Alabama has yet another title.
Sure, the University of Alabama Crimson Tide football team recently won its sixth NCAA national championship under Head Coach Nick Saban, but the title we’re talking about here is considerably less desirable – that of being the state with the least competitive commercial health insurance market in the U.S.
The newly released American Medical Association (AMA) report, Competition in Health Insurance: A Comprehensive Study of U.S. Markets, 2017 Update, has Alabama, historically ranked as among the least competitive health insurance markets in the nation, once again in the top spot thanks to Blue Cross Blue Shield of Alabama’s continued dominance in the state.
A key question of public policy is whether health insurance markets are competitive or whether insurers have market power, which can harm consumers and health care providers. A useful indicator of competition and market power is market concentration. The U.S. Department of Justice and the Federal Trade Commission examine concentration in their evaluation of proposed mergers between firms.
One of the division’s most significant efforts is the annual Competition in Health Insurance study. It has also conducted analyses of past and proposed mergers among health insurers.
The new study rankings are based on 2016 data on the degree of competition in health insurance markets. It is intended to help identify areas where consolidation among health insurers may cause anticompetitive harm to consumers and providers of care. The study reports the two largest insurers’ commercial market shares and the concentration levels (HHIs) for markets across the U.S. To measure market concentration, the researchers used the Herfindahl-Hirschman Index (HHI), a measure used by the DOJ and Federal Trade Commission (FTC) as an indicator of market competition.
Blue Cross Blue Shield of Alabama was the only health insurance carrier offering plans in the Alabama exchange in 2017, and they already insured the majority of the state’s exchange enrollees prior to 2017, when there were multiple insurers offering coverage. But for 2018, residents in the Birmingham area can choose from two different insurers in the exchange, as Bright Health has begun offering a total of six exchange plans in that area, plus two off-exchange-only plans.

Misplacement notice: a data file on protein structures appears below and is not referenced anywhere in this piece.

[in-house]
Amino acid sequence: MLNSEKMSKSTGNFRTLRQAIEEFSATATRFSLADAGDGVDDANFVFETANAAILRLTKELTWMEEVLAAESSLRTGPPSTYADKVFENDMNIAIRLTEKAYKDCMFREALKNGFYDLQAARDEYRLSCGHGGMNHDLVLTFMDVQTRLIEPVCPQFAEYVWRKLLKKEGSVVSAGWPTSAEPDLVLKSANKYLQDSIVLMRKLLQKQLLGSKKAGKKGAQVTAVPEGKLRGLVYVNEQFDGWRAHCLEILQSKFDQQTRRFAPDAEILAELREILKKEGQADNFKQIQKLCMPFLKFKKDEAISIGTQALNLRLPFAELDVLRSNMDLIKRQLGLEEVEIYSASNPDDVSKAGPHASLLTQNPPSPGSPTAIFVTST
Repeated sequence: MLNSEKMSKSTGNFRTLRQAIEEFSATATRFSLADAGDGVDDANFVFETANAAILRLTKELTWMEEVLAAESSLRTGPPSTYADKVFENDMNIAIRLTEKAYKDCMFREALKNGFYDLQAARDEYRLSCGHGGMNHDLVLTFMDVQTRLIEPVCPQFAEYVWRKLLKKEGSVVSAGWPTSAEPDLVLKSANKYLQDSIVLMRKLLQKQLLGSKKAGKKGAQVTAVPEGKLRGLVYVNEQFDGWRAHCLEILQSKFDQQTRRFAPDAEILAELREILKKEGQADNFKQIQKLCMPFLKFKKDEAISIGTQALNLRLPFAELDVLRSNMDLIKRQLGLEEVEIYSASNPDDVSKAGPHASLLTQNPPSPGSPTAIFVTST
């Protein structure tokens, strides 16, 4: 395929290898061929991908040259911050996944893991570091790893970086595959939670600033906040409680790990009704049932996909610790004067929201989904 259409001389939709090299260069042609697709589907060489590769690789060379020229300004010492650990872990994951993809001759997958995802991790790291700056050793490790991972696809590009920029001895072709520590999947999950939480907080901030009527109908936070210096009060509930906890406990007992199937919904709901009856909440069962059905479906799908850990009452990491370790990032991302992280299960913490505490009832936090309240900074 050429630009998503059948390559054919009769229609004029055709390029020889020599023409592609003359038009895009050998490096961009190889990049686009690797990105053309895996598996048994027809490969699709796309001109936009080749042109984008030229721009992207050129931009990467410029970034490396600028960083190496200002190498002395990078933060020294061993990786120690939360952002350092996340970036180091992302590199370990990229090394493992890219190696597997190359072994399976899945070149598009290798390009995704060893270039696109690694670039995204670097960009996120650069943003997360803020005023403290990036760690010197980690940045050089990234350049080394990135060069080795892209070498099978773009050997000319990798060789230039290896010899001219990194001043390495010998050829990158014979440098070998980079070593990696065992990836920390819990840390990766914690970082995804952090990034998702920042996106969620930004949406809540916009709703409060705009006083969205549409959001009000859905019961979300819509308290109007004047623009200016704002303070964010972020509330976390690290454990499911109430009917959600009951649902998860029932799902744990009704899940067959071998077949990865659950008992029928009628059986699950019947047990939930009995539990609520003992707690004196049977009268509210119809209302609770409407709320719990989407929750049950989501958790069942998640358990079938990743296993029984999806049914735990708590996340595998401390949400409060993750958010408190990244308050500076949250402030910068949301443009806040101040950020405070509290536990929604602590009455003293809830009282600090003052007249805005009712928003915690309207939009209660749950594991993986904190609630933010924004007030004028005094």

- Read more about the current state of the Alabama Health Insurance market here.
Nationally, the new study reveals that at least one insurer held a commercial health insurance market share of 30% or greater in 9 out of every 10 metropolitan statistical areas, and in 43% of MSAs, one insurer’s share was at least 50%. That’s up from 40% of MSAs in 2014.
Sixty-nine percent (270 of 389) of metropolitan statistical area (MSA)-level markets studied were highly concentrated. The average HHI across MSA-level markets was 3353.
The study shows Indianapolis-based Anthem had a bigger geographic footprint than any other health insurer, being the largest insurer by market share in 82 of 389 metro areas, followed by Health Care Service Corp., another Blue Cross and Blue Shield company, which is the largest insurer in 42 metro areas. UnitedHealth Group is the largest insurer in 26 areas.
The study did not include mention of states with the most competitive markets, but Modern Healthcare listed them separately based upon HHI rankings from the DOJ and FTC (see below).
10 states with the least competitive commercial health insurance markets, 2016
- South Carolina
10 states with the largest decrease in competition levels, 2014-2016
- South Carolina
- South Dakota
- New Mexico
Source: Competition in health insurance: A comprehensive study of U.S. markets, 2016 and 2017 updates. Based on market concentration levels as determined by the HHI—a measure used by the U.S. Department of Justice and the Federal Trade Commission—in the combined HMO+PPO+POS+EXCH market.
10 states with the most competitive commercial health insurance markets, 2016
- New York
Source: Modern Healthcare
The full study, free for AMA members, is available here:
Competition in Health Insurance: A Comprehensive Study of U.S. Markets, 2017 Update